So let's be clear: The culprit is John McCain. He may have chosen Palin out of change-envy, or a belief that women can't tell the difference between form and content, but the main motive was to please right-wing ideologues; the same ones who nixed anyone who is now or ever has been a supporter of reproductive freedom. If that were not the case, McCain could have chosen a woman who knows what a vice president does and who has thought about Iraq; someone like Texas Sen. Kay Bailey Hutchison or Sen. Olympia Snowe of Maine. McCain could have taken a baby step away from right-wing patriarchs who determine his actions, right down to opposing the Violence Against Women Act.
Palin's value to those patriarchs is clear: She opposes just about every issue that women support by a majority or plurality. She believes that creationism should be taught in public schools but disbelieves global warming; she opposes gun control but supports government control of women's wombs; she opposes stem cell research but approves "abstinence-only" programs, which increase unwanted births, sexually transmitted diseases and abortions; she tried to use taxpayers' millions for a state program to shoot wolves from the air but didn't spend enough money to fix a state school system with the lowest high-school graduation rate in the nation; she runs with a candidate who opposes the Fair Pay Act but supports $500 million in subsidies for a natural gas pipeline across Alaska; she supports drilling in the Arctic National Wildlife Reserve, though even McCain has opted for the lesser evil of offshore drilling. She is Phyllis Schlafly, only younger.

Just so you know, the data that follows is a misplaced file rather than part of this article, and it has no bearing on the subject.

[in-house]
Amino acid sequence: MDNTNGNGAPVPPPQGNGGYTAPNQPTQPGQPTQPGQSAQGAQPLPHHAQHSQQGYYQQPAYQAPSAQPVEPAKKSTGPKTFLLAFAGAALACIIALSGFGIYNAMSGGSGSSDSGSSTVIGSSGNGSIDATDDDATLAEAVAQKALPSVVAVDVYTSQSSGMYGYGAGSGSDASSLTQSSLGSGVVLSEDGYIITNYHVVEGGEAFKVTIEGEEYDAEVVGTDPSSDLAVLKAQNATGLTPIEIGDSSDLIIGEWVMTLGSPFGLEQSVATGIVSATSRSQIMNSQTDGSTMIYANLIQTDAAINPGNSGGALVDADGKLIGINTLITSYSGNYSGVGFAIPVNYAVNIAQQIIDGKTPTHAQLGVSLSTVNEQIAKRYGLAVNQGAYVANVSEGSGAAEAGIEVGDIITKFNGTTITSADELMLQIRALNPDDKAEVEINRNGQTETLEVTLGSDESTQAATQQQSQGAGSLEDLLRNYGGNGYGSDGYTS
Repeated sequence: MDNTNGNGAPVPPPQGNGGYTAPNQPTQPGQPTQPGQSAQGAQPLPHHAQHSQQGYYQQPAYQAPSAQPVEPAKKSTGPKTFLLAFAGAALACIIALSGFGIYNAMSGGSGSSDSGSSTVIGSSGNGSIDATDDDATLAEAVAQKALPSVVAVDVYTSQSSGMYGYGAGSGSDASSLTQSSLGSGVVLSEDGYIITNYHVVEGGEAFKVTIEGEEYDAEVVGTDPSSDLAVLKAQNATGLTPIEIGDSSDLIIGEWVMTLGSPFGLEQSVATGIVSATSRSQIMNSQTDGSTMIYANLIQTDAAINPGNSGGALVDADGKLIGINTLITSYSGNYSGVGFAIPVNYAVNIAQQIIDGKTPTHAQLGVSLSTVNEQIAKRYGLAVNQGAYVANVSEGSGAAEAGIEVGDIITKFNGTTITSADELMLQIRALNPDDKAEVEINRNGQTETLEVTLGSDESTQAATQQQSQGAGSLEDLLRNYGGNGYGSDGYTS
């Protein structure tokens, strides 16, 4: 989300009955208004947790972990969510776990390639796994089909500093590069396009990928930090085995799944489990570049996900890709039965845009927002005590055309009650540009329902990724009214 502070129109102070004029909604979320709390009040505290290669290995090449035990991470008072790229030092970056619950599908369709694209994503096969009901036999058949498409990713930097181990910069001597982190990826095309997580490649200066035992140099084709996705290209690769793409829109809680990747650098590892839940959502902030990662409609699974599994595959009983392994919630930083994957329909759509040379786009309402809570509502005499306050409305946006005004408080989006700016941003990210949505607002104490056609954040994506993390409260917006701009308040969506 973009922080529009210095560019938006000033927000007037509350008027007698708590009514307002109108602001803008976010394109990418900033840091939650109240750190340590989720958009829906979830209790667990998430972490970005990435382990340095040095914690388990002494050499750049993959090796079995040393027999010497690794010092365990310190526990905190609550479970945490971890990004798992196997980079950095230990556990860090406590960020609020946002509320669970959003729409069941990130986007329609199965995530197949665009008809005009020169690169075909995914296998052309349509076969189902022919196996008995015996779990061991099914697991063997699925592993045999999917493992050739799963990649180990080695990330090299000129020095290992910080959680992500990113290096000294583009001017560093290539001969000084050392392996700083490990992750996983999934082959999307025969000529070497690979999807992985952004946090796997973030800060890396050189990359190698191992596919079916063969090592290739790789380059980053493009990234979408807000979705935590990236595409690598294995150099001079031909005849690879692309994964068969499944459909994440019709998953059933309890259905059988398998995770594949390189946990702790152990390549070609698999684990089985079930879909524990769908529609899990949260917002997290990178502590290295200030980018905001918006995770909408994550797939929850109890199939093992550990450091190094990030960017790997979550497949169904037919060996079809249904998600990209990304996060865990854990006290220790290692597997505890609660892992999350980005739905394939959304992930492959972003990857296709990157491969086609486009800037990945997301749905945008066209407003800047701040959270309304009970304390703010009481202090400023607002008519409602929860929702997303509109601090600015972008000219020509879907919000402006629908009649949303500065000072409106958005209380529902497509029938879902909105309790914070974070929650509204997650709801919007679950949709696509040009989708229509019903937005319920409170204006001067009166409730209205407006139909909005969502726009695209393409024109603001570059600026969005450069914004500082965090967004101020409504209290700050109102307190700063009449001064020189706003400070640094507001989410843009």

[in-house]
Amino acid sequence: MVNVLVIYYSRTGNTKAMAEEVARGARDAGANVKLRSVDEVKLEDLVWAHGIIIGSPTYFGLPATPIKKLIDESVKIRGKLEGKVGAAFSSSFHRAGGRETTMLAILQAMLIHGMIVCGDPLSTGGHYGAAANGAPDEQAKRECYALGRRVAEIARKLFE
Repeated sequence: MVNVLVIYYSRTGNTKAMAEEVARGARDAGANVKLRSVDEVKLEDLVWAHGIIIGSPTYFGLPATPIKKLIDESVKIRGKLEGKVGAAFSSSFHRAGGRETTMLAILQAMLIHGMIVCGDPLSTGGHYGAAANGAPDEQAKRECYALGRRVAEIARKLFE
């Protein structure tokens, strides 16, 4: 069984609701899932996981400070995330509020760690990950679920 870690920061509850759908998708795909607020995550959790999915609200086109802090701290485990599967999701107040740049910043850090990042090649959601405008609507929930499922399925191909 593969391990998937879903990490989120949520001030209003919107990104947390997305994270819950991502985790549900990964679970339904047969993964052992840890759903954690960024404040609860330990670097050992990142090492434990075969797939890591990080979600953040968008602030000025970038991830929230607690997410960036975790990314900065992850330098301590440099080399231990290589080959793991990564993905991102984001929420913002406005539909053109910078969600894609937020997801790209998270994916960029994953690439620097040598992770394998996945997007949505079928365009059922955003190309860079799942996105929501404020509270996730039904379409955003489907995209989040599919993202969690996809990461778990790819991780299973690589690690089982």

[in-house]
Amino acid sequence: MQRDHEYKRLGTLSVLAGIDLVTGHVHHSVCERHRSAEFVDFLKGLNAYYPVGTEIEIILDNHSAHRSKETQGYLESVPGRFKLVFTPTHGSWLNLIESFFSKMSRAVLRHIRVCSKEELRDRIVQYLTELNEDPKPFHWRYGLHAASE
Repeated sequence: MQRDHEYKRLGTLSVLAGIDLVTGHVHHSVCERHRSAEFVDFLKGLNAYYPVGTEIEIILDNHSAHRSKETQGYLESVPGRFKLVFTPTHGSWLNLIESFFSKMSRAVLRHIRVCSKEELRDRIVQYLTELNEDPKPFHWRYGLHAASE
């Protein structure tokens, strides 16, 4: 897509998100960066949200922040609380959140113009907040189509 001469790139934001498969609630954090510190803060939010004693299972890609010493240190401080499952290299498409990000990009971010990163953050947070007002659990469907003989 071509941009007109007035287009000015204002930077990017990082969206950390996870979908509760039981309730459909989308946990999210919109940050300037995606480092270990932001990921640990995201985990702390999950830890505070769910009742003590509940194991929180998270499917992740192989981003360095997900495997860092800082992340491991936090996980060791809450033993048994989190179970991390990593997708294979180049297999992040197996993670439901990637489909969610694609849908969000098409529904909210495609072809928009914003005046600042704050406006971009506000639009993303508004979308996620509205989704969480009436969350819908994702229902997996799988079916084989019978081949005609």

I don't doubt her sincerity. As a lifetime member of the National Rifle Assn., she doesn't just support killing animals from helicopters, she does it herself. She doesn't just talk about increasing the use of fossil fuels but puts a coal-burning power plant in her own small town. She doesn't just echo McCain's pledge to criminalize abortion by overturning Roe vs. Wade, she says that if one of her daughters were impregnated by rape or incest, she should bear the child. She not only opposes reproductive freedom as a human right but implies that it dictates abortion, without saying that it also protects the right to have a child.
So far, the major new McCain supporter that Palin has attracted is James Dobson of Focus on the Family. Of course, for Dobson, "women are merely waiting for their husbands to assume leadership," so he may be voting for Palin's husband.
Being a hope-a-holic, however, I can see two long-term bipartisan gains from this contest.
Republicans may learn they can't appeal to right-wing patriarchs and most women at the same time. A loss in November could cause the centrist majority of Republicans to take back their party, which was the first to support the Equal Rights Amendment and should be the last to want to invite government into the wombs of women.